“Government corruption – at any level of elected office – corrodes the public trust and weakens our democratic system,” said Assistant Attorney General Leslie Caldwell.  “It is the fundamental responsibility of the Department of Justice to hold public officials accountable by conducting thorough investigations and seeking an indictment when the facts and the law support it.”

Menendez, who says he has been personal friends with Melgen for decades, accused prosecutors at DOJ of not knowing “the difference between friendship and corruption.”

As the ranking member on the Senate Foreign Relations Committee – as well as the committee’s chairman prior to the GOP Senate takeover following the 2014 midterm elections – Menendez has played a key role in Senate foreign policy initiatives.

Considered a hawk even when compared to some Republicans, Menendez’s stance on how the United States should conduct its foreign policy and fight against radical extremist terrorists often put him at odds with the Obama administration and the Democratic Party.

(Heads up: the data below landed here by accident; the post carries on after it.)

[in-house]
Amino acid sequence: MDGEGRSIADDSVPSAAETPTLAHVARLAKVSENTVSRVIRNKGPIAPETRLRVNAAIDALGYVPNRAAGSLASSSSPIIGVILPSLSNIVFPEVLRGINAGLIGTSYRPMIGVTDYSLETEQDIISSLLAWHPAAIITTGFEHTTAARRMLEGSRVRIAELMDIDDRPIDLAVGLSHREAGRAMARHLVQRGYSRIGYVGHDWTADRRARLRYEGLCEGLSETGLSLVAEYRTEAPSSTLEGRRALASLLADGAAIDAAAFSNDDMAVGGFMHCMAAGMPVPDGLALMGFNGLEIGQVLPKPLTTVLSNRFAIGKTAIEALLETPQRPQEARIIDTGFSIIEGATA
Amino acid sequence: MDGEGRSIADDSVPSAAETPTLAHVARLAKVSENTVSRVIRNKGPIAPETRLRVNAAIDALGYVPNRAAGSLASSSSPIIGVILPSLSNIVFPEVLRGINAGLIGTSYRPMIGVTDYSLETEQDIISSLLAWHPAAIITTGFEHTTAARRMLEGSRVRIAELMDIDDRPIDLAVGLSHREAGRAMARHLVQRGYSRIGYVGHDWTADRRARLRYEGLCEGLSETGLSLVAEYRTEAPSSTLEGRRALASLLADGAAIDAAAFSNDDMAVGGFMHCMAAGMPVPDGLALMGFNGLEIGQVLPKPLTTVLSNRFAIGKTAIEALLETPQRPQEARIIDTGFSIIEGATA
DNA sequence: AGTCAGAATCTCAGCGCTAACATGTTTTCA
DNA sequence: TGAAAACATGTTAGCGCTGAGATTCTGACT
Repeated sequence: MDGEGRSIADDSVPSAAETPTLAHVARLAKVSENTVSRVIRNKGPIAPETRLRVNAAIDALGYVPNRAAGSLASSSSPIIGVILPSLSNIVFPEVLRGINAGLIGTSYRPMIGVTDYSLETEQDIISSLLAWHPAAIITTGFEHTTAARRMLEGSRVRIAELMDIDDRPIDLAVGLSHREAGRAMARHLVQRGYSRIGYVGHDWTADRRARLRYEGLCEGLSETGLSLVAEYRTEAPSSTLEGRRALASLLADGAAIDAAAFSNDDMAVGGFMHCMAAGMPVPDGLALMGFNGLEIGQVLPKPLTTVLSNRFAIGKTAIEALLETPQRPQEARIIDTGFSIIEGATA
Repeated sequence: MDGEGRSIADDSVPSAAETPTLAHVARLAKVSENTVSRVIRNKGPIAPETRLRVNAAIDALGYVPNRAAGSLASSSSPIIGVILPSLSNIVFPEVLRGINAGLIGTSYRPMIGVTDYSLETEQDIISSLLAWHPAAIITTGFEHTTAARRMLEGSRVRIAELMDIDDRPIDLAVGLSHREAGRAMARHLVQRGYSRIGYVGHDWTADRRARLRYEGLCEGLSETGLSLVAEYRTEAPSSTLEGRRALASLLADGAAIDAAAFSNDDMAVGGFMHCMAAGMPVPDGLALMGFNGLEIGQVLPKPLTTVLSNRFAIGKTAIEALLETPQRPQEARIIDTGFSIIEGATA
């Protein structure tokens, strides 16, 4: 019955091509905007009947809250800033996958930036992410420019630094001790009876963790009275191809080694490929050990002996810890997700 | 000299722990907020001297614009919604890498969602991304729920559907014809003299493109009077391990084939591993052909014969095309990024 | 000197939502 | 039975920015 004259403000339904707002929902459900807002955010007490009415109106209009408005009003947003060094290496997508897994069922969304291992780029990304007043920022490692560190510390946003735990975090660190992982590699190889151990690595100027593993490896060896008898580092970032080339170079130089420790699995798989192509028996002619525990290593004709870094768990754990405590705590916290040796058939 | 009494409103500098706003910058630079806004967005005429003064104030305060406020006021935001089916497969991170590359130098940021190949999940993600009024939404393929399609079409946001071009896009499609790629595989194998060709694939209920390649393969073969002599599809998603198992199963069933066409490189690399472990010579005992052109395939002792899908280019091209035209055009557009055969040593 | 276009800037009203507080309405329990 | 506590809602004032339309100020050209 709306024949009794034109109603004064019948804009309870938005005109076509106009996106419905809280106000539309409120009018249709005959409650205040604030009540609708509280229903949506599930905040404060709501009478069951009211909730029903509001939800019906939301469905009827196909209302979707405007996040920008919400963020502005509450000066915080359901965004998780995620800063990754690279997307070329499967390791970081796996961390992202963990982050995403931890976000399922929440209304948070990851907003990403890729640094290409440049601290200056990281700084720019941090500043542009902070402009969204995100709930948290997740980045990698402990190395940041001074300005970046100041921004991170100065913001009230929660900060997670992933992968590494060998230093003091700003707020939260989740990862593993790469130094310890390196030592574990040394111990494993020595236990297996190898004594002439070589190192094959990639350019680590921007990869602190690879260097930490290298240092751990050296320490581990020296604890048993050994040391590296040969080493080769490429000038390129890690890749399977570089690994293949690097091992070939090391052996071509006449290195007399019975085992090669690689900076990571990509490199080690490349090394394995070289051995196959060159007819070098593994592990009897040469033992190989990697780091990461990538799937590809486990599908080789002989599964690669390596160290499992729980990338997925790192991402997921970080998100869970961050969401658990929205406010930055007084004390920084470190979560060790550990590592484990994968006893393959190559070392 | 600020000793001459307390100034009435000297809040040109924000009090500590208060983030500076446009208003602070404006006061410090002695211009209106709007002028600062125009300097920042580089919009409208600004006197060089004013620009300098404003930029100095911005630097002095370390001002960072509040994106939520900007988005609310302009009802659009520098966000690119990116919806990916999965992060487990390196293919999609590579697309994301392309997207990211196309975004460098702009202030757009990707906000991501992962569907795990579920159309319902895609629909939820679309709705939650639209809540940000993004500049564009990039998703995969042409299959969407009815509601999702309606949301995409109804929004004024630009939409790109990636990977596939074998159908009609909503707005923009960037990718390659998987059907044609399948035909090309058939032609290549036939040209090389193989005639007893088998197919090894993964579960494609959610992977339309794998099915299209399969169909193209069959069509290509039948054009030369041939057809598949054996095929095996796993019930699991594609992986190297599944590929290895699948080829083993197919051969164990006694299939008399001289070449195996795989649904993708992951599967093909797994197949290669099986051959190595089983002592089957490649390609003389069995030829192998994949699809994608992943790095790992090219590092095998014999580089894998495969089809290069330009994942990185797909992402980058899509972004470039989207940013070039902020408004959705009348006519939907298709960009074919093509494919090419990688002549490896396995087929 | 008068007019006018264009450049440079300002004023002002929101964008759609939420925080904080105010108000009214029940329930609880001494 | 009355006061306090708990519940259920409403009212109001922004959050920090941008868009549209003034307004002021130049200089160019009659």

His opposition to the U.S.-led P5+1 nuclear negotiations with Iran and advocacy for more sanctions on Islamic state in the Nuclear Weapons Free Iran Act made him a pariah to his party’s leadership.

Yet, these efforts made him a star among many in the pro-Israel community, for both Jewish Democrats and Republicans. During his 2012 re-election campaign, he was the top recipient of donations from pro-Israel individuals and groups, who gave him $346,470, according to the Center for Responsive Politics.

The American Jewish Committee (AJC) came out in full support of Menendez pointing to its strong working relationship with the senator and praising his devotion on domestic and foreign policy matters important to the AJC and many in the American Jewish community.

“From AJC’s vantage point, our nation has been strengthened significantly in so many meaningful ways by the senator’s long record of public service,” the AJC said in a statement. “Regarding this week’s news of a federal indictment, unless and until the government proves its case, the senator is presumed to be innocent.

“We, therefore, intend to continue to work with him closely, as we have throughout his tenure.”
In his keynote address at last month’s American Israel Public Affairs Committee (AIPAC) Policy Conference, he was given numerous standing ovations.

In his speech, Menendez predicted that  the indictment was coming and insinuated that the investigation was part of an Obama administration attempt to silence him.